By Eric Siddall
According to District Attorney George Gascón, “The past four decades have not made us any safer.” This recent ahistorical statement is incredible for two reasons. First, it reveals willful ignorance by Los Angeles’s top prosecutor of the historic decline in crime since the 1990s. Second, it reflects an ideological bent that snubs the progress we have made in public safety. Despite his claimed allegiance to data and science, statements like this are devoid of both.
Bill Maher calls this orientation “progressophobia”: the sin of admitting when things do get better. Rather than acknowledge historical trends and gradual progress, the progressophobist will ignore it. Ideologues often employ this willful ignorance to delegitimize past gains and bolster their frequently extreme alternatives.
Notwithstanding Gascón’s ideology, the past four decades have made us safer – a lot safer. Nonpartisan think tanks have gone so far to refer to the past 30 years as a period marked by the “great crime decline:”
Between 1991 and 2019, violent crime rates plummeted across the nation. Los Angeles stands out. In the early 1990s, Los Angeles’ murder rate was 30 per 100,000—one of the highest in the nation. The violent crime rate was 2,500 per 100,000. The 1980s and 1990s earned Los Angeles the undisputed title of “gang capital of the world.” Los Angeles’ pervasive gang violence inexorably spread to other cities, other states, and even other countries, particularly those in Central America.
Gangs and guns were the drivers of these violent decades, and they scourged disadvantaged neighborhoods. A 1994 article published in the Journal of the American Medical Association found firearms were used in 95 percent of gang murders. The victims were 93 percent African-American or Latino. Tragically, in one-third of the cases, the victims were non-gang members.
In 1991, Los Angeles’ murder rate was comparable to Chicago’s and double the national average. We have come a long way since. Los Angeles in 2019, was one of the safest cities in America. Homicides were at 5 per 100,000 and violent crime at 560 per 100,000 – mere fractions of what they used to be.
The reasons for this decline are complex and still not fully understood. There are reliable studies that suggests increased police forces and tougher sentences like California’s Three Strikes and “10-20-life – use a gun and you’re done” laws played a role. This is not to suggest that the tough on crime approach was uniformly effective, or came without unintended consequences, but some policies likely had an impact on reducing violent crime.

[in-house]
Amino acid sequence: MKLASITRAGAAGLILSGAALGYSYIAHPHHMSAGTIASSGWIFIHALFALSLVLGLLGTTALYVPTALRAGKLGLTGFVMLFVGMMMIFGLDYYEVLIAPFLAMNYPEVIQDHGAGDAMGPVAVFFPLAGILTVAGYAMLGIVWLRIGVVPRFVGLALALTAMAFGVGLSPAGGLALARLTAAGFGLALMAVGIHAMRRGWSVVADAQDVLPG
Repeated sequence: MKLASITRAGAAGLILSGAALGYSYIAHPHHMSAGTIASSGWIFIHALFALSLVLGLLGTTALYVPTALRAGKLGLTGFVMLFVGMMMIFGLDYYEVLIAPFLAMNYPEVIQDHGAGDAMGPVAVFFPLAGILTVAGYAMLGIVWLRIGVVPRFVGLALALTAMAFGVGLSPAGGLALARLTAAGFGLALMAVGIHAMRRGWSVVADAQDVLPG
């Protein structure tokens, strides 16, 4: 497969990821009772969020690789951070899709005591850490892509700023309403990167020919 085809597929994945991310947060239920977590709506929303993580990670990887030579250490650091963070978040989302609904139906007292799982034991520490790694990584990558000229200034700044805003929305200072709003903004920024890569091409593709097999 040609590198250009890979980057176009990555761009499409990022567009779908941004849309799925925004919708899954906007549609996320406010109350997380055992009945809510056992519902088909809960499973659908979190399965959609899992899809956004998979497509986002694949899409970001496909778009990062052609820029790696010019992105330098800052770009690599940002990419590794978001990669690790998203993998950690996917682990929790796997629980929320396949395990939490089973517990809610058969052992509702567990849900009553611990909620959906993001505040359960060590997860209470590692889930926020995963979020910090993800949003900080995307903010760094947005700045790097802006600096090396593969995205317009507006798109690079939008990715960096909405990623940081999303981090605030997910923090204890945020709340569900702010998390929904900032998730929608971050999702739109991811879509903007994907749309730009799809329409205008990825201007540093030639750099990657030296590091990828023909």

But our gains are under threat. 2021 could be the year we witness the reversal of the “great crime decline.” Just as marginalized communities were the beneficiaries when violent crime was declining, they are disproportionally feeling the impact. Watts experienced a 140 percent increase in murder when comparing year-to-date figures from 2021 to 2020. This compared to a 25 percent increase city-wide—and a 100 percent decrease in West Los Angeles.
No single study can solidify why these number are edging upwards, and researchers are still looking for answers. However, this does not seem like the ideal moment “to turn our court system upside down,” as Mr. Gascón has advocated. Nor is it the moment to reverse three decades of policies and practices that, despite some flaws, appeared to coincide with significant ]reductions in crime rates. His approach could not come at a worse time.
In addition to Gascón’s abandonment of many prosecutorial tools, the defund the police movement reduced the budgets of the Los Angeles Sheriff’s Department and the Los Angeles Police Department, the two largest law enforcement agencies in Los Angeles County. Even gun and gang laws are targets of the progressophobia movement.
The state legislature recently attempted to repeal the “10-20-life – use a gun and you’re done” law. Thankfully, sensible members of the legislature put a stop to it. The California Assembly recently passed AB 333, a bill that guts gang enforcement. We are now awaiting its fate in the California Senate. Again, the timing could not be worse. Just when gang murders are rising, our legislature, without any serious study, wants to abandon gang enforcement.
California and Los Angeles saw major public safety benefits in the past four decades. We saw less bloodshed and safer neighborhoods. The greatest beneficiaries lived in the most marginalized neighborhoods. These reductions created other benefits, including more livable neighborhoods, trauma avoidance, and better educational outcomes. These gains cannot be taken for granted; vigilance is required.
Violence is now trending upwards. At the same time, Gascón and progressophobists are leading an uncritical retreat on many aspects of the criminal justice system that may have helped make us safer. It would be a tragedy to see those hard-won gains eviscerated in a matter of years, because of reckless social experiments – especially when they are based on ideology rather than evidence.
Eric Siddall is Vice President of the Association of Los Angeles Deputy District Attorneys, the collective bargaining agent representing nearly 1,000 Deputy District Attorneys who work for the County of Los Angeles.